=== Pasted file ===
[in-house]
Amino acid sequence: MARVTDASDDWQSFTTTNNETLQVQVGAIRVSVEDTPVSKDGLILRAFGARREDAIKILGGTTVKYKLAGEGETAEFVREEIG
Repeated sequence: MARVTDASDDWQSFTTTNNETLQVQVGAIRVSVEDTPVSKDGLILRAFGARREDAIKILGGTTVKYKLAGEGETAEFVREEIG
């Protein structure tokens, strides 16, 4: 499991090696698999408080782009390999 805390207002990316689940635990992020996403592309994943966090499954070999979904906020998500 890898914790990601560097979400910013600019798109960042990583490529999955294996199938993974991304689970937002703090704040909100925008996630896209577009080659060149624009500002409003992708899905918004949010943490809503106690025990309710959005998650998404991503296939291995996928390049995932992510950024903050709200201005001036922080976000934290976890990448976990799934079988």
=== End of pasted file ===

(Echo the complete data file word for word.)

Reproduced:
[in-house]
Amino acid sequence: MARVTDASDDWQSFTTTNNETLQVQVGAIRVSVEDTPVSKDGLILRAFGARREDAIKILGGTTVKYKLAGEGETAEFVREEIG
Repeated sequence: MARVTDASDDWQSFTTTNNETLQVQVGAIRVSVEDTPVSKDGLILRAFGARREDAIKILGGTTVKYKLAGEGETAEFVREEIG
């Protein structure tokens, strides 16, 4: 499991090696698999408080782009390999 805390207002990316689940635990992020996403592309994943966090499954070999979904906020998500 890898914790990601560097979400910013600019798109960042990583490529999955294996199938993974991304689970937002703090704040909100925008996630896209577009080659060149624009500002409003992708899905918004949010943490809503106690025990309710959005998650998404991503296939291995996928390049995932992510950024903050709200201005001036922080976000934290976890990448976990799934079988």